However, I can always be found on Twitter: @bldgblog.
And if you want to keep up on the action at Urban Islands, Twitter's your friend: @urbanislands.
Otherwise, more soon!

The Thirteenth Room

For his or her latest project, a well-known (but not necessarily well-liked) artist convinces a number of architects – from dRMM, ECDM, and Vaillo + Irigaray, to SOM, mos, Beckmann N'Thepe, and INABA – to include in some future building a small room that the artist herself has designed.
It's the exact same room, and it will be repeated again and again, throughout numerous structures around the world – but it will be done without any public acknowledgement that the rooms exist. It's an art project no on knows about.
These rooms' presence inside the buildings will thus be kept a secret; no one will know that they exist, let alone where they all might be.
A hotel in Barcelona, a library in Wales, a private home somewhere in Midi-Pyrénées, a pharmaceutical HQ outside Singapore: these and other projects all contain a room.
Within a year, reports surface on various travel blogs about intense spells of déjà vu experienced by visitors to one or more of these buildings.
Gradually, urban myths even appear – and soon Nick Paumgarten of The New Yorker reports on the rise of something called the "room-detection industry," researching whether or not certain buildings contain identical internal spaces.
It's all very strange and a discussion quite limited to the world of global frequent flyers; the art world, understandably, takes no notice of these rooms at all.
But then the project is revealed a decade later, unexpectedly, in an exclusive interview with Artforum. All ten rooms have been installed, and their locations are made known, complete with an interactive map posted on; one of the rooms, however, was demolished in 2011 when the building it was in was taken down (...or was it?, PhD students ask, writing term papers at Princeton).
Many people are amazed by this story; most people don't really care, considering it pure wankery.
Some, however, are thrilled beyond imagining, having themselves long suspected that they might have encountered this very project – a room at the Tokyo airport, or deep inside an outer London convention center – but they had simply filed it away as faulty memories.
But it was real: they really did experience the same environment twice, with no explanation, inside two radically different buildings on opposite sides of the planet.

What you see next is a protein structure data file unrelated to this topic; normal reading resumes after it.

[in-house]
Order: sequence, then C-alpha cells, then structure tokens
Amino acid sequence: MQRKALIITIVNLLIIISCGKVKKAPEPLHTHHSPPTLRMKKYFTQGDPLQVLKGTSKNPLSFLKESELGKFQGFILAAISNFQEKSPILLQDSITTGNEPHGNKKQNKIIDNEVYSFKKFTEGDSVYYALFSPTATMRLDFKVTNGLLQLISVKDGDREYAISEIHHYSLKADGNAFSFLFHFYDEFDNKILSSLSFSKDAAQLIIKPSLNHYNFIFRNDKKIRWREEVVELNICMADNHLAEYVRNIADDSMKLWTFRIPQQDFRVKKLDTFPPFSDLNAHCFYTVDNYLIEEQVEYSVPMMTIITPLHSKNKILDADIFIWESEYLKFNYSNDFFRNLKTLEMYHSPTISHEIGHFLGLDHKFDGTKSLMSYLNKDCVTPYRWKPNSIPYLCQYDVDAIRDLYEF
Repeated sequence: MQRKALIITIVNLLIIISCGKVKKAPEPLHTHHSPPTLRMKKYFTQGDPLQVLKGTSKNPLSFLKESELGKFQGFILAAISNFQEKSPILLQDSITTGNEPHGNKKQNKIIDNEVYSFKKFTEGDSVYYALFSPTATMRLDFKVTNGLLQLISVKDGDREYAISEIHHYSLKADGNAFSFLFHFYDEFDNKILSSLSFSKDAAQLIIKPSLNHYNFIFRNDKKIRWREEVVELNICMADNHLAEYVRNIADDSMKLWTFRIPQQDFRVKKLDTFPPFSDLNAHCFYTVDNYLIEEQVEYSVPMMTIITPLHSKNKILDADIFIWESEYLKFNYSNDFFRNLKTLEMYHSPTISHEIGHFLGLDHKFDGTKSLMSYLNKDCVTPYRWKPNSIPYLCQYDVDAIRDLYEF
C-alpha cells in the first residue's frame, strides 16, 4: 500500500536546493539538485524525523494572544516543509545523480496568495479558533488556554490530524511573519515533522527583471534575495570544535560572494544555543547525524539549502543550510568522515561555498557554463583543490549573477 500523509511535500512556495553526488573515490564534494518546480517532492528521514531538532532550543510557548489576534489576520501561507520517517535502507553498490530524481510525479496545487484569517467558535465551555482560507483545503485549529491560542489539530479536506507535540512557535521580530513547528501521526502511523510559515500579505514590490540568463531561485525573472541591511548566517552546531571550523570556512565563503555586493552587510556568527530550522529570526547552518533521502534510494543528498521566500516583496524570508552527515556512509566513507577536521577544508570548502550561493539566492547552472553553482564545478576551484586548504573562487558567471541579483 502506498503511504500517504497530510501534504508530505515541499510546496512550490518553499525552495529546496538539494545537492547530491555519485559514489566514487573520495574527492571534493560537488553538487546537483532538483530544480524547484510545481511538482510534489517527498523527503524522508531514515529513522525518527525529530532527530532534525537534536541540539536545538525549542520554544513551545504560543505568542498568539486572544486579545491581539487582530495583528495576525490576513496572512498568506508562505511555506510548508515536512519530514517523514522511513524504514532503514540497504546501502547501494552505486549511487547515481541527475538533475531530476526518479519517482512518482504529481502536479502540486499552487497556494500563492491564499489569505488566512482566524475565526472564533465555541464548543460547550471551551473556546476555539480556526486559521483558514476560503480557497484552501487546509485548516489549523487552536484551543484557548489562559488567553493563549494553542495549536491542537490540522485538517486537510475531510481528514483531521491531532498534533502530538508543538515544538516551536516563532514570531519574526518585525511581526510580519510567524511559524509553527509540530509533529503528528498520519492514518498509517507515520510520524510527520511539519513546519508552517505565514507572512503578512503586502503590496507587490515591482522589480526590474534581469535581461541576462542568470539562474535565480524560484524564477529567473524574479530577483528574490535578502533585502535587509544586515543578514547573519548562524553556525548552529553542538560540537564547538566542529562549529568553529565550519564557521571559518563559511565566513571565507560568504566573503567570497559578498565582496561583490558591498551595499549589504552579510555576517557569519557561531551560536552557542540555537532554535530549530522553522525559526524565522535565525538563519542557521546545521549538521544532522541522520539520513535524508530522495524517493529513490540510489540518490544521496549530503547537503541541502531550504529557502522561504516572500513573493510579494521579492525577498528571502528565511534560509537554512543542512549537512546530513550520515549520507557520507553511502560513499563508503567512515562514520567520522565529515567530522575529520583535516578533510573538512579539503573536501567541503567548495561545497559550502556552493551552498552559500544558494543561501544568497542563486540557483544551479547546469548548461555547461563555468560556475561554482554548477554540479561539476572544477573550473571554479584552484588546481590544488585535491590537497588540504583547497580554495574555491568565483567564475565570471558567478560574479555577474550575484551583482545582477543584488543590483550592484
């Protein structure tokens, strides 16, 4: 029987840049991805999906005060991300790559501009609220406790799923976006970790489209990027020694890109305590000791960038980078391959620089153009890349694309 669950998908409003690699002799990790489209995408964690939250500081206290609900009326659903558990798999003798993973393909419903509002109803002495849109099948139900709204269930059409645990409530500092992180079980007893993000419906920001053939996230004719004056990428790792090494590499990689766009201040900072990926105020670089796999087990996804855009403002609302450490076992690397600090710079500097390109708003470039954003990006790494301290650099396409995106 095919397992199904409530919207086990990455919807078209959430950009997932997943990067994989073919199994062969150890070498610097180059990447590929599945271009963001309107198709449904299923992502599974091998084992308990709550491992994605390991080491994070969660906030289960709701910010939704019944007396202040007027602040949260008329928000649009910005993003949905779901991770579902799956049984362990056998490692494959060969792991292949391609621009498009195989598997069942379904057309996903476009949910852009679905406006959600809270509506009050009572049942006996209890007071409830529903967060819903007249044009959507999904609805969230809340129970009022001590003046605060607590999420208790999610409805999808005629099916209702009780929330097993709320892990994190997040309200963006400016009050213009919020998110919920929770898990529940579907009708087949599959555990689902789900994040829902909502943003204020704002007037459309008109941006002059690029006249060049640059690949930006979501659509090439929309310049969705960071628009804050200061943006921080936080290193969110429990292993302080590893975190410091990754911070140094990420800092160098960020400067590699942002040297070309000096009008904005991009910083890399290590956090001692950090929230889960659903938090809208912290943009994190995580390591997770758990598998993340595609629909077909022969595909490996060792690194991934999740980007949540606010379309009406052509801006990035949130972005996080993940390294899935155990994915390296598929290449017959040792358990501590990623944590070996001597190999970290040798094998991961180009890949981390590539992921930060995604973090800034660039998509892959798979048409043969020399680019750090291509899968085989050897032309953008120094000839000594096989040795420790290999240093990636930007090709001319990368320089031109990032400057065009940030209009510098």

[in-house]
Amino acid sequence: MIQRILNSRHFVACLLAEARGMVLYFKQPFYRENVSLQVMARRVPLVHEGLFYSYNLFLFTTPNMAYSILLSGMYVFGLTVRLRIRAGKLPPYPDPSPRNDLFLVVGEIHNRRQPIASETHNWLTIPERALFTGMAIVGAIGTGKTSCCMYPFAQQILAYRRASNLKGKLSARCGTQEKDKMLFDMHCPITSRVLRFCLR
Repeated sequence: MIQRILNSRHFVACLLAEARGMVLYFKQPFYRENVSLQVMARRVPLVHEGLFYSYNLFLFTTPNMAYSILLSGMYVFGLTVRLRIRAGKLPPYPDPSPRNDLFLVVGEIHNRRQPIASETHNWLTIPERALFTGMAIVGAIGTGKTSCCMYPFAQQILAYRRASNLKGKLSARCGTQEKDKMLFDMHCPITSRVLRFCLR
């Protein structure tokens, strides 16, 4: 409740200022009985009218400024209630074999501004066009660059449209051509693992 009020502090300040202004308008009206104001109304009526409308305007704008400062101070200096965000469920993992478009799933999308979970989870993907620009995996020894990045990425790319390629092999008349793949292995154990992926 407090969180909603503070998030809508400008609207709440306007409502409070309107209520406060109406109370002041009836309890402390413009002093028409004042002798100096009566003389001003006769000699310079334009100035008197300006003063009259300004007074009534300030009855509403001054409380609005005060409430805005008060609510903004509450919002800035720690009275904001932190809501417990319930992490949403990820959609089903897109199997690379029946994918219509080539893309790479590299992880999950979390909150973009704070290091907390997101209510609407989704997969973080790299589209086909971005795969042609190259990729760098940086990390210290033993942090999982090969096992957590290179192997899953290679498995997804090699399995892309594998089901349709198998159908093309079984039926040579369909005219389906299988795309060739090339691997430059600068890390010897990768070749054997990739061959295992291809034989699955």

However, reports of further rooms begin circulating, literally as early as the comments thread on the interview. People simply do not believe that the project is over. There's an eleventh room, some say, in a Seattle hospital – and they've got photographs to prove it. There's a twelfth room in Morocco; a well-known journalist claims to have been there just last week.
Then the knock-offs begin to appear: illegally pirated interiors designed to fool the wary.
None of which would really have interested you, had you not yourself just opened the door of a temporary flat-sit in Sydney, where you'll be for the next two weeks, only to drop your bags to the floor in sheer wonderment.
You've seen this room before..., you realize. It's the thirteenth room...


Launching just today is an awesome new ideas competition called Reburbia.
    In a future where limited natural resources will force us to find better solutions for density and efficiency, what will become of the cul-de-sacs, cookie-cutter tract houses and generic strip malls that have long upheld the diffuse infrastructure of suburbia? How can we redirect these existing spaces to promote sustainability, walkability, and community?
How would you put the suburbs to better use? Would you replace them altogether?
Or, from spaceports to agricultural plots, from newly walkable town cores to micronations, what should the suburbs become? Perhaps empty, foreclosed houses should be transformed into, say, zoos for the displaced native species of the region... Or perhaps every house on a certain cul-de-sac should be linked by paths and awnings and turned into a library: fiction in one house, history in another... Or perhaps the suburbs should simply become a ruins park, rotting in on themselves in summer thunderstorms.

Co-sponsored by Inhabitat, the contest's judges are Jill Fehrenbacher, Sarah Rich, Fritz Haeg, Paul Petrunia, Thomas Ermacora, Allan Chochinov, and myself. It's a fantastic group of people to be with, I have to say, and I can't wait to see how people respond.
So go theoretical, go structural, go narrative, go botanical, go cynical, go scifi: tell us how you would redesign the suburbs.
Check out the Reburbia website for more info, including the schedule.
And good luck!